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For a luxury car, people expect more. In addition, and along with many of the other vehicles on this list, the car depreciated rather quickly, meaning most people tried to get rid of it not long after buying to try and recoup their losses.

Lincoln MKZ

This one might come as a surprise if you watch sales numbers since the MKZ is Lincoln’s best-selling sedan. High sales numbers don’t always mean satisfied customers; however – despite the sales numbers, this model is no longer a focus for the automaker, meaning attention to detail and overall quality have both fallen.

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The car’s engine is a bog-standard four cylinders, and while the cabin and the driving tech both speak of luxury, the experience as a whole remains uncompelling. We’ve seen worse on this list, but, again, a luxury car needs to be more than just “standard.”

Nissan Maxima

From more than forty thousand units in 2019 to just twenty thousand in 2020, the Nissan Maxima took a dive. More and more people found that the car couldn’t be trusted, so there was no reason for them to buy a car they figured they would want to return in short order.

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Some of the problems that appeared include a transmission that doesn’t fit in with the rest of the car and suspension that feels too stiff for how the car handles. As always, expensive repairs and frequent breaks had a lot of people turning away to find different options.

BMW 5-Series

The thing people are looking for when they get a luxury car is excitement. A Toyota Camry is a long-lasting car, but it isn’t exactly exciting. The BMW 5-Series isn’t exciting to drive, and some even called the steering downright boring.

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The interior design is dated, and the appearance of some of the materials can seem cheap. There’s some cool tech inside, but it doesn’t wow. For many people, there just wasn’t enough to excite them about the 5-Series, leading to lots of returns and reselling, and another spot on this list for BMW.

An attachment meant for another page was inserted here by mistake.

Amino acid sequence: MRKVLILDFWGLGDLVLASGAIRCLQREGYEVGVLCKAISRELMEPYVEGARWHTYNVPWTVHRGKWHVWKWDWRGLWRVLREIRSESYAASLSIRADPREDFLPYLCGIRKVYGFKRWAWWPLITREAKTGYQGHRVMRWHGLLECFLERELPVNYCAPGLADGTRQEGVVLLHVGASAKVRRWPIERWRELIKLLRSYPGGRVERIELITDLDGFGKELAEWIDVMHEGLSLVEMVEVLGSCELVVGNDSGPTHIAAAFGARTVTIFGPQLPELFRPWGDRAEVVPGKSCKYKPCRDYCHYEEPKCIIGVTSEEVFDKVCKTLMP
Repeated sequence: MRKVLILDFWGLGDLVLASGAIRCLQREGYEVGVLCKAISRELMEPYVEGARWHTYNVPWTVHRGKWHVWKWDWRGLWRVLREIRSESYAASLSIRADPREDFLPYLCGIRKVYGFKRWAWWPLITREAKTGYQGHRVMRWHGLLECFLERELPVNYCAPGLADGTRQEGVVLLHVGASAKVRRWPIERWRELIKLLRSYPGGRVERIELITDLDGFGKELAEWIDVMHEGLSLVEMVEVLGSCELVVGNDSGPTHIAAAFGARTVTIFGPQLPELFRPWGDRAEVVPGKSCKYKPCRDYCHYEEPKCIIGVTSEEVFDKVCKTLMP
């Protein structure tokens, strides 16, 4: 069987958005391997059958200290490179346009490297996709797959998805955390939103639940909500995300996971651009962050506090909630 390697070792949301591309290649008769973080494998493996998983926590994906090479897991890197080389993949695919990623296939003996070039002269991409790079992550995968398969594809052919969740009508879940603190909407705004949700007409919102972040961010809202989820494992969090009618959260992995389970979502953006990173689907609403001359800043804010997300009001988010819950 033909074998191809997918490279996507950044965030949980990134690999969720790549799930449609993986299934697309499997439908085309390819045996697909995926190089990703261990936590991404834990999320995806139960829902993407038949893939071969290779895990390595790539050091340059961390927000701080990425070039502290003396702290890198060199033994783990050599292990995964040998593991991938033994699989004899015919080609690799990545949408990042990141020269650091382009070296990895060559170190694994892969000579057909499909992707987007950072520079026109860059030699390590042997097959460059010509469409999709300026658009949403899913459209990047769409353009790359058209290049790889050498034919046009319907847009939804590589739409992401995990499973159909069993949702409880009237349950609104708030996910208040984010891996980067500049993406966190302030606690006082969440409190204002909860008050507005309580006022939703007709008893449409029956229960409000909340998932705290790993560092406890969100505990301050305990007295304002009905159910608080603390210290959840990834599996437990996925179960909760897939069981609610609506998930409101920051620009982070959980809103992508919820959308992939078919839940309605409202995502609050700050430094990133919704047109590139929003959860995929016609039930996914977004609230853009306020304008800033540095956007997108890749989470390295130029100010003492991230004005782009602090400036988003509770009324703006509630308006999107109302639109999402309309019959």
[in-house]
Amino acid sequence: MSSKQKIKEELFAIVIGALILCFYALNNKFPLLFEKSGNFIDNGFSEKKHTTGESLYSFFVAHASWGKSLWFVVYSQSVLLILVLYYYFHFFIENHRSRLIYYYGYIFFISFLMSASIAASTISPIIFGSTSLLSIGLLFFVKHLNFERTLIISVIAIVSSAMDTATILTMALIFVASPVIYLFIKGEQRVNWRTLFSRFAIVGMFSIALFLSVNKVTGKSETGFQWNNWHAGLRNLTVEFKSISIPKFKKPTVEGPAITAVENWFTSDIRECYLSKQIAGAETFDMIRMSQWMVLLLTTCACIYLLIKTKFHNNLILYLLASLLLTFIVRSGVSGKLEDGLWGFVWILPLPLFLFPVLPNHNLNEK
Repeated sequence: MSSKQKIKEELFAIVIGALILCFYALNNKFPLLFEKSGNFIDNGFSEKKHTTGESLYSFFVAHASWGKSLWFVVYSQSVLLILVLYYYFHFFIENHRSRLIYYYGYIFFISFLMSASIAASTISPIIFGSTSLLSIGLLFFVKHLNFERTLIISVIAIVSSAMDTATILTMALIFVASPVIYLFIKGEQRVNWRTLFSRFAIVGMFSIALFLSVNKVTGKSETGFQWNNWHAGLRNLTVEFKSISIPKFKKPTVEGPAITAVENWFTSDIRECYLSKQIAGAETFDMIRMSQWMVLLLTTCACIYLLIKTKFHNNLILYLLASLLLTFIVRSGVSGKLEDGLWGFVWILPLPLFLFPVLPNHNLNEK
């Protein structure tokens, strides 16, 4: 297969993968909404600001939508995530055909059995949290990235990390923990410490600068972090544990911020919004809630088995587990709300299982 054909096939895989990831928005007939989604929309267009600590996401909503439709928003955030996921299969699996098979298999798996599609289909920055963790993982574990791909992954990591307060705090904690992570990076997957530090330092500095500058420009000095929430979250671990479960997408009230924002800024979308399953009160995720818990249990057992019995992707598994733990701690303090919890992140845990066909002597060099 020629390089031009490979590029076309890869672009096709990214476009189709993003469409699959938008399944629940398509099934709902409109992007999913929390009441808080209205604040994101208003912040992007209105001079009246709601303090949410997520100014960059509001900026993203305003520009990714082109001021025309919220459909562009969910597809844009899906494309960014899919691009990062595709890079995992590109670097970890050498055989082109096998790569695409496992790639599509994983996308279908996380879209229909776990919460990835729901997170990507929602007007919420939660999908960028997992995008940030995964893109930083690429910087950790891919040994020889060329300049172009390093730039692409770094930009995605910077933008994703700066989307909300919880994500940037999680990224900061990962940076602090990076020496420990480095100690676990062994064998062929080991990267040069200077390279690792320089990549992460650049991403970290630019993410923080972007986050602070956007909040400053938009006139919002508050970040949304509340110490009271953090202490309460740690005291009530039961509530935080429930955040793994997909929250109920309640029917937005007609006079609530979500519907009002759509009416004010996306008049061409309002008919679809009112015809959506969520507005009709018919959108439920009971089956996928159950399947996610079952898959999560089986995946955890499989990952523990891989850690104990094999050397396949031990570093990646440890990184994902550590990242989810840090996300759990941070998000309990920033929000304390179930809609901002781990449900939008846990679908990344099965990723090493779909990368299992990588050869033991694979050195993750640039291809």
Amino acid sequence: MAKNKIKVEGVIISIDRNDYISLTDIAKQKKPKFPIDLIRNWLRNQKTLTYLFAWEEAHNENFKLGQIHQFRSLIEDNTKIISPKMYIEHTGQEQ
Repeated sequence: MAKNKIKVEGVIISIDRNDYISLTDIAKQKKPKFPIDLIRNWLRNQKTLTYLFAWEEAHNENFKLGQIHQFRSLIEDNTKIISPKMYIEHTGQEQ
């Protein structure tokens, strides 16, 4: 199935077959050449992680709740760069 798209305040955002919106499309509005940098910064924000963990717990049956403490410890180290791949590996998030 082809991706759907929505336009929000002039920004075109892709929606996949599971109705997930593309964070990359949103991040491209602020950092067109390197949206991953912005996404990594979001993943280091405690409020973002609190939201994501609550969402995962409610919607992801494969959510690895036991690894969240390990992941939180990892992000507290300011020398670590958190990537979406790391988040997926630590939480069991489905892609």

Infiniti QX60

After five years, this Infiniti model loses an average of sixty-five percent of its value, despite solid ratings. However, a lot of people found the powertrain to be lacking, and it’s been noted for its sub-par reliability. It’s not the worst car on this list by any means, but the furious rate of depreciation and the problems that have arisen make it a car that savvy buyers will offload before the value drops too much.

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Too often, that means within the first year. So many luxury cars bleed value away like they’ve been shot that unless their rides turn out to be comfortable and long-lasting, most buyers will just keep flipping through the models.

Volvo XC60

This car might have one of the strangest reasons for why people ended up returning it so much – the entertainment system. According to critics, the speakers, media players, and screens are clunky and outdated.

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There are many who believe being able to play music or shows while in the car to be an important part, and it can certainly lead to people not being too happy with the car. There’s also the fact that the vehicle loses a lot of its value at quite a clip – a difference of about thirty thousand dollars after the first five years. With a starting cost of almost fifty thousand, it’s not worth it.

Mercedes-Benz S-Class

As one of the priciest cars on this list, it comes as no surprise that some people would feel bad about spending so much to get a new ride when there are so many cheaper options. Even worse, the amount of value that this luxury car loses just by driving it off the lot is astounding – after five years, the value plummets from a hundred and twenty thousand dollars to a mere forty thousand.